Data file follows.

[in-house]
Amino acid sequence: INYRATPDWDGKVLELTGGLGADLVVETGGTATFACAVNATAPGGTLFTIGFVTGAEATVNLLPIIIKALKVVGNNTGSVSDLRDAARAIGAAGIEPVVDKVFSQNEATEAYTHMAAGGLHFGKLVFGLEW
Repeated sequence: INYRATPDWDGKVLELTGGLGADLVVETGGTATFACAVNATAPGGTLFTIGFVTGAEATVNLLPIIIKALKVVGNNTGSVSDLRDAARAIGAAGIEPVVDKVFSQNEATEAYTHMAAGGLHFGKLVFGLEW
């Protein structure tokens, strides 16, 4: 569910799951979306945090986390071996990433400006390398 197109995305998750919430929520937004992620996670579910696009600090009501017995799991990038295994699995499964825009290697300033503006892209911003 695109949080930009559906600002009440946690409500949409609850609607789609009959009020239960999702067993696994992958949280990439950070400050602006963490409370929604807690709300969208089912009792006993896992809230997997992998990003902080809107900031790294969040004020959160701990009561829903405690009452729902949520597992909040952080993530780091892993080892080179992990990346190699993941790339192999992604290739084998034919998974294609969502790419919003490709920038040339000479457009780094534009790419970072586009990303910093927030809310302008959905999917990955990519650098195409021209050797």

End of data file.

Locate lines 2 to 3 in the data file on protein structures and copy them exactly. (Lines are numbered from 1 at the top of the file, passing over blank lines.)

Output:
Amino acid sequence: INYRATPDWDGKVLELTGGLGADLVVETGGTATFACAVNATAPGGTLFTIGFVTGAEATVNLLPIIIKALKVVGNNTGSVSDLRDAARAIGAAGIEPVVDKVFSQNEATEAYTHMAAGGLHFGKLVFGLEW
Repeated sequence: INYRATPDWDGKVLELTGGLGADLVVETGGTATFACAVNATAPGGTLFTIGFVTGAEATVNLLPIIIKALKVVGNNTGSVSDLRDAARAIGAAGIEPVVDKVFSQNEATEAYTHMAAGGLHFGKLVFGLEW